What I Want You to See by Catherine Linka is a book I was excited for since it promises crime and art—two elements I always love in a story. I enjoyed the way art is translated onto the page, but my love for the book pretty much ends there. I had a difficult time connecting with the main character, and there is not enough emphasis on the action of the art crime, making the story fall flat.Title: What I Want You to See
Author: Catherine Linka
Publication Date: February 4, 2020
Winning a scholarship to California’s most prestigious art school seems like a fairy tale ending to Sabine Reye’s awful senior year. After losing both her mother and her home, Sabine longs for a place where she belongs.
But the cutthroat world of visual arts is nothing like what Sabine had imagined. Colin Krell, the renowned faculty member whom she had hoped would mentor her, seems to take merciless delight in tearing down her best work—and warns her that she’ll lose the merit-based award if she doesn’t improve.
Desperate and humiliated, Sabine doesn’t know where to turn. Then she meets Adam, a grad student who understands better than anyone the pressures of art school. He even helps Sabine get insight on Krell by showing her the modern master’s work in progress, a portrait that’s sold for a million dollars sight unseen.
Sabine is enthralled by the portrait; within those swirling, colorful layers of paint is the key to winning her inscrutable teacher’s approval. Krell did advise her to improve her craft by copying a painting she connects with . . . but what would he think of Sabine secretly painting her own version of his masterpiece? And what should she do when she accidentally becomes party to a crime so well -plotted that no one knows about it but her?
Complex and utterly original, What I Want You to See is a gripping tale of deception, attraction, and moral ambiguity.
❃ I received this book for free from the publisher in exchange for an honest review. This does not affect my opinion of the book or the content of my review. ❃
Review: What I Want You to See by Catherine Linka
❀ A Talented Scholarship Student
This books follows Sabine, a talented scholarship student at a prestigious art school. Now given the opportunity to learn from a renowned artist, Sabine finds herself struggling in his class and willing to do anything to gain the approval of her professor. As her scholarship is threatened, she is offered a chance to improve her work and finds herself caught in the middle of an art crime. As someone who has little knowledge of art theory, I found this book very readable, and I actually learned a lot about the art world. The author also discusses social issues such as homelessness in the novel, adding some depth.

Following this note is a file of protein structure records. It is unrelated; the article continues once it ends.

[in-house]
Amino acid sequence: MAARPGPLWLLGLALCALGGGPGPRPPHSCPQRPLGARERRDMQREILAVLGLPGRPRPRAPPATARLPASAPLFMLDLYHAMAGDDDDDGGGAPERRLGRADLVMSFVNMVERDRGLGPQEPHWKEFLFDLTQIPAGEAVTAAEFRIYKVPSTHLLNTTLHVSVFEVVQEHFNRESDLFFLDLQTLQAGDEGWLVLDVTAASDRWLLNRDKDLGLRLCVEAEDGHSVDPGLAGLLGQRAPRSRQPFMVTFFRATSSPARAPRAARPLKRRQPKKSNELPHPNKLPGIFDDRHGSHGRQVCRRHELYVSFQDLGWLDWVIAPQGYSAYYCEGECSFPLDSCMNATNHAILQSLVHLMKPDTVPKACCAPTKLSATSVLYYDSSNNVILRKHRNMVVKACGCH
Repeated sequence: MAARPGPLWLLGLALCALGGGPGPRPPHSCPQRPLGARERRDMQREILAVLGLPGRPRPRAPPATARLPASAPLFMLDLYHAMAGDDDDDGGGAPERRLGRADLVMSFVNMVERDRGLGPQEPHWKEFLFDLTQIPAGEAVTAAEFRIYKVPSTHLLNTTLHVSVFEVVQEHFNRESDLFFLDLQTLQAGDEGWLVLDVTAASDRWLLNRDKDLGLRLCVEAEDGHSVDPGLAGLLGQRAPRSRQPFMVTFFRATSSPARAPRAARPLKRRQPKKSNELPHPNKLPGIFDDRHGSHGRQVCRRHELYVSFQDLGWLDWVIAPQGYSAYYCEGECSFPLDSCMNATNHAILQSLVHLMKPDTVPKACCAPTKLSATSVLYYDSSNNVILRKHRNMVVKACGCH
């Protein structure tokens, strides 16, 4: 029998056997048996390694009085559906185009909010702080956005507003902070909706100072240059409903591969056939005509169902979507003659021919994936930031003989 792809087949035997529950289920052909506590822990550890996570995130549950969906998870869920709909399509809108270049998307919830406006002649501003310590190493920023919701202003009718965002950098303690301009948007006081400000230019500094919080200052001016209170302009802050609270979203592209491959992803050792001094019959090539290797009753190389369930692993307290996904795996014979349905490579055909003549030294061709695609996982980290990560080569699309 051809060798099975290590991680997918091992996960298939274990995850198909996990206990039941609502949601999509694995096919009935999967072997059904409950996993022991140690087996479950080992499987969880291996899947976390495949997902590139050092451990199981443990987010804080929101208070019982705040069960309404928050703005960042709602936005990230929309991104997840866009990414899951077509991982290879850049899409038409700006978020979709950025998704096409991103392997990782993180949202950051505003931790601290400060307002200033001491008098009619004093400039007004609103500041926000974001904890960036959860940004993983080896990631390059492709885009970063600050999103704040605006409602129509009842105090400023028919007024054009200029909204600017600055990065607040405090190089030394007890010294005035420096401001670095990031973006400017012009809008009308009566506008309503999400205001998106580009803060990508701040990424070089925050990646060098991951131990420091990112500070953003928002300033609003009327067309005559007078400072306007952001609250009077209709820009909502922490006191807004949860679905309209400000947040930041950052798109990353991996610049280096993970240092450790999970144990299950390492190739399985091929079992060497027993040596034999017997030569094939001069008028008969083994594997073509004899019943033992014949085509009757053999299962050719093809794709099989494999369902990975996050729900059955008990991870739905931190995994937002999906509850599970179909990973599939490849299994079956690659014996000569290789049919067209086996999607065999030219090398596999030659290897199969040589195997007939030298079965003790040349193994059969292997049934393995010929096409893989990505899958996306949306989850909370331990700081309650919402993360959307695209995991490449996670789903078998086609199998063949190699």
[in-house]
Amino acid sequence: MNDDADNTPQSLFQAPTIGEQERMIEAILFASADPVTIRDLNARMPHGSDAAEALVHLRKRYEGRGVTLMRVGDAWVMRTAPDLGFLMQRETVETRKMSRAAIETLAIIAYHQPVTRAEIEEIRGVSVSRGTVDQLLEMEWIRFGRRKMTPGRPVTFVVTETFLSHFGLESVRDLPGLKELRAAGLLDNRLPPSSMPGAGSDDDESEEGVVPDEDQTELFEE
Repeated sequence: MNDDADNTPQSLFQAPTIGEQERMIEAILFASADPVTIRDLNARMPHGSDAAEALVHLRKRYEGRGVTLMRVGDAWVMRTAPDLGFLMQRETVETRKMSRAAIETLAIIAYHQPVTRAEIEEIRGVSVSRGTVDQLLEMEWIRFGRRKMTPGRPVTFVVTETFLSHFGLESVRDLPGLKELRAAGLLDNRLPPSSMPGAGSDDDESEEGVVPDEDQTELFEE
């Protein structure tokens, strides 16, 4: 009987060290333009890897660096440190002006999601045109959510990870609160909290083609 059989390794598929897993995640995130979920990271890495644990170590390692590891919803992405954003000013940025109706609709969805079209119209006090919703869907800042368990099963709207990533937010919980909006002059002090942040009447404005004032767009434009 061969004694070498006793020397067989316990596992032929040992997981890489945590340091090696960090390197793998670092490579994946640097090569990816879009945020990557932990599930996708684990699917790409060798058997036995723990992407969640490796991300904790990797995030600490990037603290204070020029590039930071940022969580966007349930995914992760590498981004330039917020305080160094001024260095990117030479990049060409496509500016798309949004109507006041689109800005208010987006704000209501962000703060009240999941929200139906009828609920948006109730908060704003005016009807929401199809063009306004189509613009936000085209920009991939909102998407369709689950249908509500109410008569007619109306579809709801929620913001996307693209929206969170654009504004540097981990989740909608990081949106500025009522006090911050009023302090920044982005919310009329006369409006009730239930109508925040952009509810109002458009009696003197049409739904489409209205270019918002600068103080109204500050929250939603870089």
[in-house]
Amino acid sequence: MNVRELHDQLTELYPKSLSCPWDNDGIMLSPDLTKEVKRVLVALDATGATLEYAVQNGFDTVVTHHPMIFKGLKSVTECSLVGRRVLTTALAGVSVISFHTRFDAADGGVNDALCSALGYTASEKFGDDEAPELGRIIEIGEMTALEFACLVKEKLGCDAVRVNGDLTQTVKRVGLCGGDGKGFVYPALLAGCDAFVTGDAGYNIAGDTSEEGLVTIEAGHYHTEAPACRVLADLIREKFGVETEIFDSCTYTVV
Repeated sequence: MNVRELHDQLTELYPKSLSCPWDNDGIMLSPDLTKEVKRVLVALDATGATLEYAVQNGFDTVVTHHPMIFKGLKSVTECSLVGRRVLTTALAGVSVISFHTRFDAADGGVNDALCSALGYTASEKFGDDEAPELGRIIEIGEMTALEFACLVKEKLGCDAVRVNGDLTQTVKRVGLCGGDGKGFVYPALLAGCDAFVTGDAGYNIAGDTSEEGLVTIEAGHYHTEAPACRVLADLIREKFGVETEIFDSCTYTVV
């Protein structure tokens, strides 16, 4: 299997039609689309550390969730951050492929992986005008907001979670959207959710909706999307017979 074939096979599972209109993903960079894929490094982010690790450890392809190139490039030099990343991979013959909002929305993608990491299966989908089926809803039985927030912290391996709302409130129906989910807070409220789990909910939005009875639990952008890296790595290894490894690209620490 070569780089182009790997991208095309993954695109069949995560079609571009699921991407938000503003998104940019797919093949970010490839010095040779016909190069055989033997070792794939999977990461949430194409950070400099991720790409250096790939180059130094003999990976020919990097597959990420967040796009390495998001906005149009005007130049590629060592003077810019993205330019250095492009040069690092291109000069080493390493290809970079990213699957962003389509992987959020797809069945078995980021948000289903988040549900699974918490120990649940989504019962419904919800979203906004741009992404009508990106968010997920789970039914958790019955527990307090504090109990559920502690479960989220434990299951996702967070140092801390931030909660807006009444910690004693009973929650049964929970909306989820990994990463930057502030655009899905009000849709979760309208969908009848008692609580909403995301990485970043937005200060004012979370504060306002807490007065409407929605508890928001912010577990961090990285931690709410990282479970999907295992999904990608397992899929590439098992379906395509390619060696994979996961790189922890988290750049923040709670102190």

❀ Morally Grey Character
Sabine is a fine character but not my favourite. She experiences her fair share of hardship as she is forced to face life on her own, and her ability to persevere despite these hurdles is admirable. It is clear that she is passionate about art, and I liked seeing the world through her artistic lens. That being said, part of Sabine’s character is her moral dilemma, and she makes many poor decisions throughout the book. I understand the circumstances that would drive her to make these choices, but I had a difficult time connecting with her, largely because of this. It is interesting that the author has created a morally grey main character, however it didn’t work out for me.
The pacing is another aspect that I had trouble with. The book’s synopsis makes it sound so thrilling with its description of the perfect crime, but I didn’t find this one as exciting as I was expecting, and I wouldn’t necessarily classify it as a thriller. To me, it reads more as a contemporary with much of the plot focusing on Sabine’s experiences at school, and I found that not enough of the book talks about the actual crime. The pacing is quite slow until the end of the book, and I began to lose interest. As well, I didn’t feel like the stakes were high enough, and this also led to me getting bored.
What I Want You to See by Catherine Linka is a book with a lot of potential but not enough excitement. I enjoyed the original concept and the descriptions of art, however I couldn’t connect with the main character, and the plot fell flat for me. I would still recommend this to those looking for a book about art, however, as this is one of the redeeming aspects of the novel.